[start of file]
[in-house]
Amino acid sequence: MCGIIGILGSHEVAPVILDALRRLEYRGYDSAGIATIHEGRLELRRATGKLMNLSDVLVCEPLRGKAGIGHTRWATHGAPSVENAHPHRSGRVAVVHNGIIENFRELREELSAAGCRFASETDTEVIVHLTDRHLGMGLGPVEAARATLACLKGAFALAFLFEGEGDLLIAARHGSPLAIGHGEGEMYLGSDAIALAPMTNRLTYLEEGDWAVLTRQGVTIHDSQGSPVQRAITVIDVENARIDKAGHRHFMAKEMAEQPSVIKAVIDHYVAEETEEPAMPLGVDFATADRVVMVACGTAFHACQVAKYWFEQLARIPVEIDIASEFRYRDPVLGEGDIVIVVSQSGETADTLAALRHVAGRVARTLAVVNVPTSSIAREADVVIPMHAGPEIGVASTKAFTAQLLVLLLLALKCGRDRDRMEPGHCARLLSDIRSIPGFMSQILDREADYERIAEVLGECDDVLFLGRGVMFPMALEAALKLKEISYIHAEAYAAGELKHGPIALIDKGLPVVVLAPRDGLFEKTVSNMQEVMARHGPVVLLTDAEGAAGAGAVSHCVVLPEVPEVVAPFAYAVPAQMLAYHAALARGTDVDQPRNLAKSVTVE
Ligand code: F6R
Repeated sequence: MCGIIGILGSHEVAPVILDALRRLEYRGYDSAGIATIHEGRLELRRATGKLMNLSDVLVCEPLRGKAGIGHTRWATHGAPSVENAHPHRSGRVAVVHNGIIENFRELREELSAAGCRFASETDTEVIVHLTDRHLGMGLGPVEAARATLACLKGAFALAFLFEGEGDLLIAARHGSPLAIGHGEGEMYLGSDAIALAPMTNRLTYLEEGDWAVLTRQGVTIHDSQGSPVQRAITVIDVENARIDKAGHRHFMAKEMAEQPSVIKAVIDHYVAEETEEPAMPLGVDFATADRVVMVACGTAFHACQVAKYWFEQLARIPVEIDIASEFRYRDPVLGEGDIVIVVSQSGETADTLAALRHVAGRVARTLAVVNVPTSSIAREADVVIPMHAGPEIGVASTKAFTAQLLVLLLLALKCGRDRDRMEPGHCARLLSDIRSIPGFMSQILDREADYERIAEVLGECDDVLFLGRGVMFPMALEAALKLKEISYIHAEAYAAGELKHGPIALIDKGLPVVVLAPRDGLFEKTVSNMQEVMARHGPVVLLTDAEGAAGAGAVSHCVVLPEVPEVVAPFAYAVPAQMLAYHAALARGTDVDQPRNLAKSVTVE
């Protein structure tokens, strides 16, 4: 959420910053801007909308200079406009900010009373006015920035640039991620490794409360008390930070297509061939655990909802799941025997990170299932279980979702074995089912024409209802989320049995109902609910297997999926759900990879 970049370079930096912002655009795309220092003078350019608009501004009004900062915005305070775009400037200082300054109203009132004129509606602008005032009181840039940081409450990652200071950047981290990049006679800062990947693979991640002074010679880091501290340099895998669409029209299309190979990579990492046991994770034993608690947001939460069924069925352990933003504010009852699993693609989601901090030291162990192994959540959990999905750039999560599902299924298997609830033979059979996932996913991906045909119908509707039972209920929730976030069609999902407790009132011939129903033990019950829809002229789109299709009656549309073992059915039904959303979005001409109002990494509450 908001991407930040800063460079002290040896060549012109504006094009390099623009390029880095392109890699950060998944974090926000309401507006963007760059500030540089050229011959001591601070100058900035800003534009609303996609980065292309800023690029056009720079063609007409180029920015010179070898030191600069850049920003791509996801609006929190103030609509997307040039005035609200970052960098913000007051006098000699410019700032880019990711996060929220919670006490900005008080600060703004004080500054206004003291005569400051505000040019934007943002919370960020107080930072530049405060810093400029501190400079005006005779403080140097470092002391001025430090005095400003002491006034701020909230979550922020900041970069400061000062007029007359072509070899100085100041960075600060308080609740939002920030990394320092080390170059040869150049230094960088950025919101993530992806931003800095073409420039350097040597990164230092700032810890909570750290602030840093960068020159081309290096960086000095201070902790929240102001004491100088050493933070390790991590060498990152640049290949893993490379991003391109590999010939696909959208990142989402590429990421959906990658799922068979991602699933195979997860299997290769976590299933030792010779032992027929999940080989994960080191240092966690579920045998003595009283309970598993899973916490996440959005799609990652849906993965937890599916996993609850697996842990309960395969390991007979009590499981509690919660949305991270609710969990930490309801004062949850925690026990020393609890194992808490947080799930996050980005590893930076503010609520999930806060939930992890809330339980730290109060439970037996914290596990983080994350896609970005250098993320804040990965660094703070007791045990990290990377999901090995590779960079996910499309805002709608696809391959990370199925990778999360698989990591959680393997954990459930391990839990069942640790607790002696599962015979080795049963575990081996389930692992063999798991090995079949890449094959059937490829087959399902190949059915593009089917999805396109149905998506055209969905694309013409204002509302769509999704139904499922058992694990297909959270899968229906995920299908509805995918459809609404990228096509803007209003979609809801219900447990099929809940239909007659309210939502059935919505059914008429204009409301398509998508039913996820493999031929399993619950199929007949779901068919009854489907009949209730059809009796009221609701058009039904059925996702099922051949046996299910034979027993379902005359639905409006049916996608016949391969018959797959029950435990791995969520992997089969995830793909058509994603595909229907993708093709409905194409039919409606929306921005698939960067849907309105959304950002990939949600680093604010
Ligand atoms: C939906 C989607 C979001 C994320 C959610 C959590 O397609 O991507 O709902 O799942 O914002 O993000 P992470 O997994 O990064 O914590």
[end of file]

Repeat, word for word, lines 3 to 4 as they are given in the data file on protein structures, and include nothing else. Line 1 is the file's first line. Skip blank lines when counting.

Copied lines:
Ligand code: F6R
Repeated sequence: MCGIIGILGSHEVAPVILDALRRLEYRGYDSAGIATIHEGRLELRRATGKLMNLSDVLVCEPLRGKAGIGHTRWATHGAPSVENAHPHRSGRVAVVHNGIIENFRELREELSAAGCRFASETDTEVIVHLTDRHLGMGLGPVEAARATLACLKGAFALAFLFEGEGDLLIAARHGSPLAIGHGEGEMYLGSDAIALAPMTNRLTYLEEGDWAVLTRQGVTIHDSQGSPVQRAITVIDVENARIDKAGHRHFMAKEMAEQPSVIKAVIDHYVAEETEEPAMPLGVDFATADRVVMVACGTAFHACQVAKYWFEQLARIPVEIDIASEFRYRDPVLGEGDIVIVVSQSGETADTLAALRHVAGRVARTLAVVNVPTSSIAREADVVIPMHAGPEIGVASTKAFTAQLLVLLLLALKCGRDRDRMEPGHCARLLSDIRSIPGFMSQILDREADYERIAEVLGECDDVLFLGRGVMFPMALEAALKLKEISYIHAEAYAAGELKHGPIALIDKGLPVVVLAPRDGLFEKTVSNMQEVMARHGPVVLLTDAEGAAGAGAVSHCVVLPEVPEVVAPFAYAVPAQMLAYHAALARGTDVDQPRNLAKSVTVE